Social Security Disability Benefits After Incarceration

Social Security Disability Benefits After Incarceration

We’ve talked before about what happens to your Social Security benefits (retirement or disability) while you are in jail. Here, we focus specifically on what happens to these benefits after you are released from prison.

If you were receiving benefits prior to your incarceration, but your benefits were suspended while you were in jail, you can request that Social Security Administration (SSA) reinstate your benefits once you have been released. Contact your local SSA office and provide them with a copy of your release documents.

If you were not already receiving Social Security Disability Insurance (SSDI) or Supplemental Security Income (SSI) benefits prior to serving time, or your benefits were terminated entirely, you will need to file a new application and start the process over again if you think you are still eligible. Provide proof of your release from prison along with the new application and any other documents relevant to your claim.

Although benefits cannot start while you remain in jail, you can apply for benefits while you are still incarcerated. Once you know your release date, you should notify someone at your facility that you want to reinstate or apply for benefits.

Just like if you were not in prison, there is a delay from the time a decision on your claim is made and when you can begin to collect benefits after you are released. In the event of a financial emergency, SSA may issue a payment immediately after your release if: 1) you are already due a payment; 2) you are eligible for SSDI or SSI benefits; and 3) your situation qualifies as a financial emergency, according to SSA’s rules.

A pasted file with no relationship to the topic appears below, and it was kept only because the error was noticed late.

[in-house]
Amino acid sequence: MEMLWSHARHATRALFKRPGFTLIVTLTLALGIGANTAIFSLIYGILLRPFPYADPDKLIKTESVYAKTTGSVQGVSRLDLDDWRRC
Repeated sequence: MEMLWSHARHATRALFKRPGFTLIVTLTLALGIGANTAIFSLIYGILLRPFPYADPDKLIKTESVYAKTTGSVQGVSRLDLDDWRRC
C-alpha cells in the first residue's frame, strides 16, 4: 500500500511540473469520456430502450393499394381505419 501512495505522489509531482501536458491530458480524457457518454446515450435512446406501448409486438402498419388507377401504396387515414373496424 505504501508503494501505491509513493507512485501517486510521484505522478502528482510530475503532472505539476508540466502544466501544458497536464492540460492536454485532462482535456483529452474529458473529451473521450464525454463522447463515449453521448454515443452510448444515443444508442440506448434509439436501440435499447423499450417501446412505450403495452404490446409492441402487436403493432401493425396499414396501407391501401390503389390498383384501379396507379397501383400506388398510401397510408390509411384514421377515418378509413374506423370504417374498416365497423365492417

After your release from prison, the amount of time it takes for you to begin collecting benefits depends on your situation. If your benefits were only suspended because you served less than one year in jail, SSA can usually restart them quickly. If your benefits were terminated because you served more than a year in prison, it may take a couple of months to have them reinstated. And if you were not previously entitled to or eligible for benefits but believe you would be eligible as of your release from prison, you need to apply and go through the process like anyone else, so it could be anywhere from months to a couple of years before you start collecting benefits.

There is a way to expedite the process called prerelease procedure. If your institution has a prerelease agreement with SSA, SSA can: 1) begin processing your application up to several months before your release date; 2) make a possible determination of how likely it is that you will be approved for benefits and, if so, what your monthly benefit payment might look like; and 3) start sending you benefits shortly after you are released from jail. Speak to someone at your facility to find out if a prerelease agreement exists. If not, either the institution or SSA can initiate the discussion to set up a prerelease agreement.